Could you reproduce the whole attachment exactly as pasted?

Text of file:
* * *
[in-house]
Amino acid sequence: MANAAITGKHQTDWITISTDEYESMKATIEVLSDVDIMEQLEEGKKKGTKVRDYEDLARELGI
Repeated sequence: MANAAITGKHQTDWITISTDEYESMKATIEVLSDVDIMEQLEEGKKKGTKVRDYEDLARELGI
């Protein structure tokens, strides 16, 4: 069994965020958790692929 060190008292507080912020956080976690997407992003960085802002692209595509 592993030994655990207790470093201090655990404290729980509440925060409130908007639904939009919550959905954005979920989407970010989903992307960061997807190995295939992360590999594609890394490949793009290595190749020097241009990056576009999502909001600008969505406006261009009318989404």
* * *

[in-house]
Amino acid sequence: MANAAITGKHQTDWITISTDEYESMKATIEVLSDVDIMEQLEEGKKKGTKVRDYEDLARELGI
Repeated sequence: MANAAITGKHQTDWITISTDEYESMKATIEVLSDVDIMEQLEEGKKKGTKVRDYEDLARELGI
């Protein structure tokens, strides 16, 4: 069994965020958790692929 060190008292507080912020956080976690997407992003960085802002692209595509 592993030994655990207790470093201090655990404290729980509440925060409130908007639904939009919550959905954005979920989407970010989903992307960061997807190995295939992360590999594609890394490949793009290595190749020097241009990056576009999502909001600008969505406006261009009318989404």